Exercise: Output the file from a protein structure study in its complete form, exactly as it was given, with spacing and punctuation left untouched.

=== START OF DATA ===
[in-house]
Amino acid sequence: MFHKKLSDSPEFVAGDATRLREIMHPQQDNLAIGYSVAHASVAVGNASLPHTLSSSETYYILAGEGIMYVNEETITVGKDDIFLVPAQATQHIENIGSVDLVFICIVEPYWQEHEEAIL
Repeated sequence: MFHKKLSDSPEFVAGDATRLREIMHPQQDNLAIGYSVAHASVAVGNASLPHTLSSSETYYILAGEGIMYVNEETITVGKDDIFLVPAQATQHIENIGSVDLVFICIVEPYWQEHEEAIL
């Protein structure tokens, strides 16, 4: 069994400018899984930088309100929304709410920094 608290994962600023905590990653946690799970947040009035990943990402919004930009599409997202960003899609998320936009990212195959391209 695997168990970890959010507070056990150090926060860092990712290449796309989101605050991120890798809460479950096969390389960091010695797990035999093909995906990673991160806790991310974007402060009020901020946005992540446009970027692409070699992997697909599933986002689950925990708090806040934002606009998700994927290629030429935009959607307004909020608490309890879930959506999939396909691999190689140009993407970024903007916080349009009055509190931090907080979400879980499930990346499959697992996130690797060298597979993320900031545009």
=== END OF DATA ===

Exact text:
[in-house]
Amino acid sequence: MFHKKLSDSPEFVAGDATRLREIMHPQQDNLAIGYSVAHASVAVGNASLPHTLSSSETYYILAGEGIMYVNEETITVGKDDIFLVPAQATQHIENIGSVDLVFICIVEPYWQEHEEAIL
Repeated sequence: MFHKKLSDSPEFVAGDATRLREIMHPQQDNLAIGYSVAHASVAVGNASLPHTLSSSETYYILAGEGIMYVNEETITVGKDDIFLVPAQATQHIENIGSVDLVFICIVEPYWQEHEEAIL
């Protein structure tokens, strides 16, 4: 069994400018899984930088309100929304709410920094 608290994962600023905590990653946690799970947040009035990943990402919004930009599409997202960003899609998320936009990212195959391209 695997168990970890959010507070056990150090926060860092990712290449796309989101605050991120890798809460479950096969390389960091010695797990035999093909995906990673991160806790991310974007402060009020901020946005992540446009970027692409070699992997697909599933986002689950925990708090806040934002606009998700994927290629030429935009959607307004909020608490309890879930959506999939396909691999190689140009993407970024903007916080349009009055509190931090907080979400879980499930990346499959697992996130690797060298597979993320900031545009």